Background: Text message-delivered interventions for chronic disease self-management have potential to reduce health disparities, yet limited research has explored implementing these interventions into clinical care. We partnered with safety net clinics to evaluate a texting intervention for type 2 diabetes called REACH (Rapid Encouragement/Education And Communications for Health) in a randomized controlled trial. Following evaluation, we explored potential implementation determinants and recommended implementation strategies. Methods: We interviewed clinic staff (n = 14) and a subset of intervention participants (n = 36) to ask about REACH's implementation potential. Using the Consolidated Framework for Implementation Research (CFIR) as an organizing framework, we coded transcripts and used thematic analysis to derive implementation barriers and facilitators. We integrated the CFIR-ERIC (Expert Recommendations for Implementing Change) Matching Tool, interview feedback, and the literature to recommend implementation strategies. Results: Implementation facilitators included low complexity, strong evidence and quality, available clinic resources, the need for a program to support diabetes self-management, and strong fit between REACH and both the clinics' existing workflows and patients' needs and resources. The barriers included REACH only being available in English, a lack of interoperability with electronic health record systems, patients' concerns about diabetes stigma, limited funding, and high staff turnover. Categories of recommended implementation strategies included training and education, offering flexibility and adaptation, evaluating key processes, and securing funding. Conclusion: Text message-delivered interventions have strong potential for integration in low-resource settings as a supplement to care. Pursuing implementation can ensure patients benefit from these innovations and help close the research to practice gap.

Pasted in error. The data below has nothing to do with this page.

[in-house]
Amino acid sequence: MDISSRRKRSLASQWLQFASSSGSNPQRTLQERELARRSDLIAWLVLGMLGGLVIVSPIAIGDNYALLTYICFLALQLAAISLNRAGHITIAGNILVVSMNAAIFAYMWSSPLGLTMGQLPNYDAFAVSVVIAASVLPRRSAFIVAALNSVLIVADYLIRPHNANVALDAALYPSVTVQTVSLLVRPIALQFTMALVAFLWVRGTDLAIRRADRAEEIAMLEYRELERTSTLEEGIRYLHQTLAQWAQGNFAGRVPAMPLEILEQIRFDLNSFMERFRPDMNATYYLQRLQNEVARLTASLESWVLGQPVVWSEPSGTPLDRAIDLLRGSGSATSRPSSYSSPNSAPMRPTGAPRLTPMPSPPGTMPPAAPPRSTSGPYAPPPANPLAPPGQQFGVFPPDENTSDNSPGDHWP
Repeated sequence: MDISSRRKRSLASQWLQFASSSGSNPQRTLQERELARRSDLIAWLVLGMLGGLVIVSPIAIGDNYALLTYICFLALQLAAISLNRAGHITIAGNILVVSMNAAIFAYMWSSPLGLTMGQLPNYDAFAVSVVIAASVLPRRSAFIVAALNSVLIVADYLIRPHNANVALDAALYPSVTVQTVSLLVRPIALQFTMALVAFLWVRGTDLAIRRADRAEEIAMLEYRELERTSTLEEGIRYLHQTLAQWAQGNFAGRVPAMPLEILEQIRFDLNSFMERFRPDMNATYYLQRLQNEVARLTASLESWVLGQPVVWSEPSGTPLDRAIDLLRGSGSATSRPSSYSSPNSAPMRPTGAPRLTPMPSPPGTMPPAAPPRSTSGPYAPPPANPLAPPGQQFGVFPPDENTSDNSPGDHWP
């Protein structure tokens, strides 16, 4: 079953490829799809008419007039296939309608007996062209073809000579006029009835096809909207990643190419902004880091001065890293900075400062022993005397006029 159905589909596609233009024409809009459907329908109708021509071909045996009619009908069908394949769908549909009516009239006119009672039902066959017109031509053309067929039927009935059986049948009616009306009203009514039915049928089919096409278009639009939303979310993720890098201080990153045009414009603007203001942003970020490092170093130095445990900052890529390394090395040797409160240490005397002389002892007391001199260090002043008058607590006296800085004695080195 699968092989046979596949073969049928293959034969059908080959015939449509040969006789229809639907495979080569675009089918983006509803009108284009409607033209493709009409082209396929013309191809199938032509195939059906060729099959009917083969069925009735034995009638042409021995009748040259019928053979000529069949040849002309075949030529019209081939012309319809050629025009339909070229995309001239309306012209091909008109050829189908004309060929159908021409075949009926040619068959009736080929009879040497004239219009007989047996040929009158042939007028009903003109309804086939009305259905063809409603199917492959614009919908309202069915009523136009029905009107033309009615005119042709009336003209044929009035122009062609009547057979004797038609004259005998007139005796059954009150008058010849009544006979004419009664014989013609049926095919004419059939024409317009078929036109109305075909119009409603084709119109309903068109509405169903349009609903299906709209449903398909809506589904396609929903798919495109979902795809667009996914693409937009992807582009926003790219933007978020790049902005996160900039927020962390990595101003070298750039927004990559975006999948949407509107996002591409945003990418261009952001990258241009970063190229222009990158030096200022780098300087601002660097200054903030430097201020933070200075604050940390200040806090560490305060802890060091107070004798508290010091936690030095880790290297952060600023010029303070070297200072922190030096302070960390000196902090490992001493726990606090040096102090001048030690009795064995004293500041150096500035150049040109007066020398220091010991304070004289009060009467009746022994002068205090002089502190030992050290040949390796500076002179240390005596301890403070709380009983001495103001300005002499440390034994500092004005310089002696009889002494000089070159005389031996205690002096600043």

|Journal||Journal of Clinical and Translational Science|
|State||Published - Nov 15 2022|
Bibliographical noteFunding Information:
Acknowledgements. The authors thank our partnering clinics - Faith Family Medical Center, The Clinic at Mercury Courts, Connectus Health, Shade Tree Clinic, Neighborhood Health, Vanderbilt Adult Primary Care - and the participants for their contributions to this research. We thank MEMOTEXT, our technology partner for the REACH study. We also thank the Qualitative Research Core at Vanderbilt University Medical Center for their assistance with the qualitative analyses. This research is funded by the National Institutes of Health (NIH), National Institute of Diabetes and Digestive and Kidney Diseases (NIDDK) through R01-DK100694 (LSM, principal investigator). LAN was supported by a career development award from NIH/National Heart, Lung, and Blood Institute (K12-HL137943). MKR is supported by the Office of Academic Affiliations, Department of Veteran Affairs, and the VA National Quality Scholars Program with the use of facilities at VA Tennessee Valley Healthcare System, Nashville, Tennessee. The views expressed in this article are those of the authors and do not necessarily reflect the position or policy of the Department of Veterans Affairs or the United States government.
© The Author(s), 2022. Published by Cambridge University Press on behalf of The Association for Clinical and Translational Science.
- Mobile health
- behavioral intervention
- health disparities
- text messaging
- type 2 diabetes
ASJC Scopus subject areas
- Medicine (all)